Running a successful small-to-medium business (SMB) is more challenging than ever. Emerging technologies and globalization have and are continuing to change everything. Companies and markets spring up and shrink away so very quickly.
Growth is not equal. Sales growth brings in revenue; product expansion ensures longevity; market growth expands the customer base and reduces risk. Finally, to ensure your SMB’s financial health, profits must grow faster with (or at the very least, in step with) revenue.
But one more facet needs to be addressed – customer experiences. Providing the type of customer experiences that go beyond customer expectations is necessary for sustainable growth. Personalized interactions, responsiveness, and the ability to match the customer with the right products/services are no longer the purview of companies that are highlighted in MBA case studies. They are must-haves for every single company operating today.
There is just one problem. Too many growing companies struggle with the idea that to grow, they have to shrink their target market. Many SMB’s still try to be all things to all customers. They are loathed to exclude a particular audience member or customer type to their target market. However, to profitably and sustainably grow, this is precisely what they have to do.
They have to define (and possibly shrink) their target market to grow. Being able to identify and then sell to a core customer group is a crucial step in the growth cycle. It is what propels high-growth companies beyond the $100 million and $300 million and $500 million marks.
Your target market consists of customers – core customers. They are living, breathing human beings, not statistics, and they happen to be your most valuable customers. They are not just “females between 18 and 35,” so get to know them. Describe them in a clear, vivid, precise way. Include their needs, desires, preferences, demands, and non-negotiables. Close your eyes and visualize them.
Once you have done that, reexamine your description through a new lens. Remember, your core customers are both prospects (i.e., net new customers) and repeat customers. Growth without customer retention is (in many cases) not profitable. So modify your description (if necessary) to include the people who will make an initial purchase and those who have been satisfied enough with their experience to return and purchase more.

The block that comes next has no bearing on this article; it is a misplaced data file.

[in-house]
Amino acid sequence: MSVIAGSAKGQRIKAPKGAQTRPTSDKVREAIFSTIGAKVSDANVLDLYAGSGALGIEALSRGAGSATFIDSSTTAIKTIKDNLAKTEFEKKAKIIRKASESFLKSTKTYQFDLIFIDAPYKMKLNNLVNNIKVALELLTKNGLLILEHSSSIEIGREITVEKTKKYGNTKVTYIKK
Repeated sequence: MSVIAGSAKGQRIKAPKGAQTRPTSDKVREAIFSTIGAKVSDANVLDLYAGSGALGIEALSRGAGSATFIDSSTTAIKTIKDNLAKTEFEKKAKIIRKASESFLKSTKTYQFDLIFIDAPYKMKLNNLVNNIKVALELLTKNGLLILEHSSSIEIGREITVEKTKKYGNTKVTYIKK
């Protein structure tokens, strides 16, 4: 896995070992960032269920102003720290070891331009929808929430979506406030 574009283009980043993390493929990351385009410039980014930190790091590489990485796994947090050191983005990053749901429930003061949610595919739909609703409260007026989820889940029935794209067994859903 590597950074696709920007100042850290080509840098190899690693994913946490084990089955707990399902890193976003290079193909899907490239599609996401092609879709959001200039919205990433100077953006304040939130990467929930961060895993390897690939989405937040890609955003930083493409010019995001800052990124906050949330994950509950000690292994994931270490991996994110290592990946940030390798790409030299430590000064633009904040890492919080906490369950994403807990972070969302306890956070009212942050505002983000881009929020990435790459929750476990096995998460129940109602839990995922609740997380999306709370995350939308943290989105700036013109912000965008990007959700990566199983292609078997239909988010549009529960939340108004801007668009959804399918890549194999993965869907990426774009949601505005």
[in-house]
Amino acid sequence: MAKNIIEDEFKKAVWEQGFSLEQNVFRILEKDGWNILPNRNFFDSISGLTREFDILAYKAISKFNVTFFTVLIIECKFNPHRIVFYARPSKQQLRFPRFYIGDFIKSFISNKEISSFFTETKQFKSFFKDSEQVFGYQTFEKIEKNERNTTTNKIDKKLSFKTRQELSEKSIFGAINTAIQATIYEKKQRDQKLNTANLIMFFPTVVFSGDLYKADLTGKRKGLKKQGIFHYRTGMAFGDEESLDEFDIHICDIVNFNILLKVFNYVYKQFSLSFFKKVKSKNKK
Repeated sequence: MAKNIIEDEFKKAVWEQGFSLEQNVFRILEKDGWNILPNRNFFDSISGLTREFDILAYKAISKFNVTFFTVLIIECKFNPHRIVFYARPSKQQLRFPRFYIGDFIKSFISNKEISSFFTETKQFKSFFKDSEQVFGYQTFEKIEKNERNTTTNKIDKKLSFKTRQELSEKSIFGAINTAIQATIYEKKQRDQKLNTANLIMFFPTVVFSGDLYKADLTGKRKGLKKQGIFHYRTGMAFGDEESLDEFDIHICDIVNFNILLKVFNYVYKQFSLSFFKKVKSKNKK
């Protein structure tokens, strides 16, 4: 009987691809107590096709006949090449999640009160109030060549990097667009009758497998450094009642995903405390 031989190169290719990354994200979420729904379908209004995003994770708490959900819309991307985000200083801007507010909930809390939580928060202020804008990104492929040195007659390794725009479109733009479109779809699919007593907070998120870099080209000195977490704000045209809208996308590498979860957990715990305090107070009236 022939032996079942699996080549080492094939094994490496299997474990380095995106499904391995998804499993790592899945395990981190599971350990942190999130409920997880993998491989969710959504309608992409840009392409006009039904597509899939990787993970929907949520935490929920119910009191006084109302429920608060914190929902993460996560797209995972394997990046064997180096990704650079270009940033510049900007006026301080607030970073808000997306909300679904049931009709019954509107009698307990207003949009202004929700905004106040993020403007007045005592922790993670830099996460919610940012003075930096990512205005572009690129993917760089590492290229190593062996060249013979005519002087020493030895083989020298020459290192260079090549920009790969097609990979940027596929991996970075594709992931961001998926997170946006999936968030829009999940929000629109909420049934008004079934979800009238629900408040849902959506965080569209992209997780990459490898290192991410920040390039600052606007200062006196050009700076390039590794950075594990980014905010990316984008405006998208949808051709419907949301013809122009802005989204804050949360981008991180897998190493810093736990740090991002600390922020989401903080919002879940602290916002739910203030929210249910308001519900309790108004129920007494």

Finally, understand that customers – like most things – evolve. And they do so quickly. If you do not want them to leave you behind, your products, services, and support must evolve as well.
Yes, you can. You can have supplemental target markets. For example, many clothing brands target female consumers with specific characteristics, but they also target husbands of those female consumers as well.
You can also have several niche markets, depending on the number of services or products you are selling and the size of those niche markets. If a niche cannot support your efforts, you might have broken your target market down too much.
One more thing to consider is how each niche market is different. For example, are there any buying behaviors or habits that are unique to female owners of poodles vs. female owners of bulldogs? Probably. If not, then maybe (again) you are breaking down your market too far.
Once you've mapped out your target market, you have some more questions to ask―questions that cannot be answered if you have only defined your target market as a statistic or demographic.
If the answer to any one of these is “no,” you need to head back to the drawing board.
The answer is two-fold. You talk to people, and you do research. Search online for secondary research and survey results, read articles and blogs that talk to your target market. Scan online forums where your core customers share their opinions and thoughts. Talk to your customers. Ask them for feedback or conduct a survey of your own.
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